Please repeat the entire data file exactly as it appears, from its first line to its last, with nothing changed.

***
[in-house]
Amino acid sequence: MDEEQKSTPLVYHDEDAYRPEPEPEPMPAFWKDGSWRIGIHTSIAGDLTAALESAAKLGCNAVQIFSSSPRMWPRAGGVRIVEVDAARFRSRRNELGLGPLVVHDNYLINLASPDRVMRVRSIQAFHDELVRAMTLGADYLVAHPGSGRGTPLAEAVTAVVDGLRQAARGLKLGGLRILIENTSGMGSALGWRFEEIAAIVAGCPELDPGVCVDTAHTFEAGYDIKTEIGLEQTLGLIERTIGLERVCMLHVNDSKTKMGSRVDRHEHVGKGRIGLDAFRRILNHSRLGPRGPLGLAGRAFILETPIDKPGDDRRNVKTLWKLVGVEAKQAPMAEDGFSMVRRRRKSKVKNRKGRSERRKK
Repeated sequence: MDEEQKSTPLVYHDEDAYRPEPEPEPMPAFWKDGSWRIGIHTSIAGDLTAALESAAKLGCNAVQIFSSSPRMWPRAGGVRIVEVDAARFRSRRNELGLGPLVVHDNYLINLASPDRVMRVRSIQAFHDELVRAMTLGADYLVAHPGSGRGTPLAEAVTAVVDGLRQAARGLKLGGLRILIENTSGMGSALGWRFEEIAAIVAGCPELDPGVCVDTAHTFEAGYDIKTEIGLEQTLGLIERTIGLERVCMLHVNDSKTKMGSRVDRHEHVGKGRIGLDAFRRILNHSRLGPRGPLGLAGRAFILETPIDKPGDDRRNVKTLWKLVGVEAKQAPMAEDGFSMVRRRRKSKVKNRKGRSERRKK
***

[in-house]
Amino acid sequence: MDEEQKSTPLVYHDEDAYRPEPEPEPMPAFWKDGSWRIGIHTSIAGDLTAALESAAKLGCNAVQIFSSSPRMWPRAGGVRIVEVDAARFRSRRNELGLGPLVVHDNYLINLASPDRVMRVRSIQAFHDELVRAMTLGADYLVAHPGSGRGTPLAEAVTAVVDGLRQAARGLKLGGLRILIENTSGMGSALGWRFEEIAAIVAGCPELDPGVCVDTAHTFEAGYDIKTEIGLEQTLGLIERTIGLERVCMLHVNDSKTKMGSRVDRHEHVGKGRIGLDAFRRILNHSRLGPRGPLGLAGRAFILETPIDKPGDDRRNVKTLWKLVGVEAKQAPMAEDGFSMVRRRRKSKVKNRKGRSERRKK
Repeated sequence: MDEEQKSTPLVYHDEDAYRPEPEPEPMPAFWKDGSWRIGIHTSIAGDLTAALESAAKLGCNAVQIFSSSPRMWPRAGGVRIVEVDAARFRSRRNELGLGPLVVHDNYLINLASPDRVMRVRSIQAFHDELVRAMTLGADYLVAHPGSGRGTPLAEAVTAVVDGLRQAARGLKLGGLRILIENTSGMGSALGWRFEEIAAIVAGCPELDPGVCVDTAHTFEAGYDIKTEIGLEQTLGLIERTIGLERVCMLHVNDSKTKMGSRVDRHEHVGKGRIGLDAFRRILNHSRLGPRGPLGLAGRAFILETPIDKPGDDRRNVKTLWKLVGVEAKQAPMAEDGFSMVRRRRKSKVKNRKGRSERRKK